Just as crucially, Texas Democrats have spent the last two years building out the infrastructure to execute the kinds of distributed organizing programs Beto O’Rourke put on the map in his 2018 Senate race.
Texas is a massive state of 254 counties, with several eastern cities and towns that are geographically closer to Chicago and Jacksonville, Florida than they are to El Paso. It’s almost impossible to effectively organize the state in the old school sense by opening offices across the state.
With distributed organizing, Texas Democrats are building out a system that empowers volunteers with the tools and training they need to execute programs locally while still having support and guidance from organizers and staff across the state.
Distributed organizing will be more important than ever moving forward, as Democratic campaigns begin to transition to a “deep canvassing” model that places the emphasis on a community building approach with voters. Prolonged contact and follow up from volunteers and organizers over the course of a cycle increases the likelihood of voters turnout out for your cause or candidate, and is the future of organizing.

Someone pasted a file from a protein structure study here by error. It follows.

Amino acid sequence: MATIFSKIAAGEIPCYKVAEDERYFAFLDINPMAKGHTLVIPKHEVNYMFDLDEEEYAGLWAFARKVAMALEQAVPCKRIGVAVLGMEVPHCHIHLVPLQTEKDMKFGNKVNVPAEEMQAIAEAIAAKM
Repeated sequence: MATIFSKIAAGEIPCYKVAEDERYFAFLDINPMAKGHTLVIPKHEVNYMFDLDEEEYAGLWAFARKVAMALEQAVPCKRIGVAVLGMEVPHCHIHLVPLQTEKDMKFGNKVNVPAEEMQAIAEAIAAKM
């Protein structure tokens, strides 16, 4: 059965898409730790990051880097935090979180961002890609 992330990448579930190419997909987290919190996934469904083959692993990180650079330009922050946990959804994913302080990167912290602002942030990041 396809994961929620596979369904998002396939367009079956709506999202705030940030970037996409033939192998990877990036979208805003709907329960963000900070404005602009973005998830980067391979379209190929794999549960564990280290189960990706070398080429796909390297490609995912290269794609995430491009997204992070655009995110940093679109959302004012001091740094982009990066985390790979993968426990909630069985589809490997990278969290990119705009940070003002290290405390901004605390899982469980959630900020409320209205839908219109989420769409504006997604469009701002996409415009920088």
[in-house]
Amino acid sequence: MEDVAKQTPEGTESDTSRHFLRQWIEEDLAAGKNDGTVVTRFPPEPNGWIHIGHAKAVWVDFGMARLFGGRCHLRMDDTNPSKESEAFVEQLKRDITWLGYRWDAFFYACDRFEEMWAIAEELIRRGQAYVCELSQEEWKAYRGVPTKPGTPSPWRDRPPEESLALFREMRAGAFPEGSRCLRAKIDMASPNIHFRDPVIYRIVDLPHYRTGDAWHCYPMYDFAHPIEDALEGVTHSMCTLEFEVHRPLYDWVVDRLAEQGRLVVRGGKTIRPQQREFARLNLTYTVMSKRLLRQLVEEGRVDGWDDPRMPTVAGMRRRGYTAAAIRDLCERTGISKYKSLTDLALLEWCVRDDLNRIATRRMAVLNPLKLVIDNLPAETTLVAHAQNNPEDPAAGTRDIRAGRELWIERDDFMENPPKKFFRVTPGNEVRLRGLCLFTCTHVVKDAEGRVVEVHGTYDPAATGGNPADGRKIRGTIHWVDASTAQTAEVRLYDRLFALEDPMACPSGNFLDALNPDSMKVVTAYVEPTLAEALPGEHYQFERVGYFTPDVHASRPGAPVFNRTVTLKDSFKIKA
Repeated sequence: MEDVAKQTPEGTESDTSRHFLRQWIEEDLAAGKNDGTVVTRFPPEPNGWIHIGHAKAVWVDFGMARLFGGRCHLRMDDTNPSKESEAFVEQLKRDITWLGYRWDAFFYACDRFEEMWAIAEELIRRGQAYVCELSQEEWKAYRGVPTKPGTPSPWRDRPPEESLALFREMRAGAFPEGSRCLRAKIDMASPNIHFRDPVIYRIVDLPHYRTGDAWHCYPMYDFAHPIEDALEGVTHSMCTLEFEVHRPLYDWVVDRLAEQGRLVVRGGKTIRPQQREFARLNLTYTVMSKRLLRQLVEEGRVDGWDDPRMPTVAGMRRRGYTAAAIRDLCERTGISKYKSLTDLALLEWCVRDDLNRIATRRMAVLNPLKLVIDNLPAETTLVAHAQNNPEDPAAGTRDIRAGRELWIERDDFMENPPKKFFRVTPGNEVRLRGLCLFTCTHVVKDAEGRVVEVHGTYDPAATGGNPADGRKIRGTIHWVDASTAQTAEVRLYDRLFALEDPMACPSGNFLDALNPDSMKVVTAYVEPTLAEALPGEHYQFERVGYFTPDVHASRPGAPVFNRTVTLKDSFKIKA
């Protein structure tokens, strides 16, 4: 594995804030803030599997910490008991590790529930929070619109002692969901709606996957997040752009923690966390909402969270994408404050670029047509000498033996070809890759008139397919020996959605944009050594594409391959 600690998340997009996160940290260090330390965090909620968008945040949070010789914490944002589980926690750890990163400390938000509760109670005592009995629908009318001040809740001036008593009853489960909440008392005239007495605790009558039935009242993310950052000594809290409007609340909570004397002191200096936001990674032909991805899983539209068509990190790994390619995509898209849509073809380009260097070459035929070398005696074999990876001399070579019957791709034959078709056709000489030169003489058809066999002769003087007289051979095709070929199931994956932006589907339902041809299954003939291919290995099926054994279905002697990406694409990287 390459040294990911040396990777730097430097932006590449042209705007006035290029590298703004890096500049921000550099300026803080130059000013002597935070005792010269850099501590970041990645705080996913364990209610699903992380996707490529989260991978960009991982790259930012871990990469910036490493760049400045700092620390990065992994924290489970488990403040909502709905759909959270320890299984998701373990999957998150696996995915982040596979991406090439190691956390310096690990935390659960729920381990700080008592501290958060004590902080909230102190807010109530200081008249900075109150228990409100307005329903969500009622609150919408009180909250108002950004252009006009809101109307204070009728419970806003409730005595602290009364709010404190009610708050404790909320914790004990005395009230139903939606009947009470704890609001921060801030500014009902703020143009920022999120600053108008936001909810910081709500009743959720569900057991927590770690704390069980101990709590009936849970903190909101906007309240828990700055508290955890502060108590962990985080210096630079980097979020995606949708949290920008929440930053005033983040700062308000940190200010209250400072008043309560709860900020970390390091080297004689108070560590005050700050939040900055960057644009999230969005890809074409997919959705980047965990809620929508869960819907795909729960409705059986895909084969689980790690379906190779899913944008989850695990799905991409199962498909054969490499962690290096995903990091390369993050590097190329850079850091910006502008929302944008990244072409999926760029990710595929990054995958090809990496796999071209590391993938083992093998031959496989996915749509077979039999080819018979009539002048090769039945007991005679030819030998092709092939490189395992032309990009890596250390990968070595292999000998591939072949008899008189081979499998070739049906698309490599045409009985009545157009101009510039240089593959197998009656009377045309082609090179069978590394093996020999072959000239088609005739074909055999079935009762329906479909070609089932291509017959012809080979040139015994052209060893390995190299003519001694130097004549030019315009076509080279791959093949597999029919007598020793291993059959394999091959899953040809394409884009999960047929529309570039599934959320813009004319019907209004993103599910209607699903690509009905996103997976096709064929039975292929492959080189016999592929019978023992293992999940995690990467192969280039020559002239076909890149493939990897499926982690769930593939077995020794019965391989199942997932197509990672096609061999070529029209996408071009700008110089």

Aside from the tremendous power the state party has built for their digital fundraising and organizing programs over the past few cycles, they also took a huge leap forward with their content game this cycle. The state party was pumping out a constant stream of compelling content that ranged from static graphics to intimate video content. They created a template other parties would be wise to borrow from.
Building the Bench
Dating back to 2013, the state party has made a consistent commitment to expanding and improving their candidate recruitment efforts. That work began to pay dividends in 2016, and has yielded tangible results in 2018 and 2020.
In 2018, down ballot Democrats swept offices across the state, putting a new generation of diverse talent in offices that ranged from small municipal courts to Lina Hidalgo winning the Harris County Judge race. They won two Congressional seats, sending Colin Allred and Lizzie Fletcher to Washington (they were both re-elected Tuesday.) That wave also elected nine new state representatives in 2018, and Democrats have flipped over a dozen seats in the Lege over the past few years.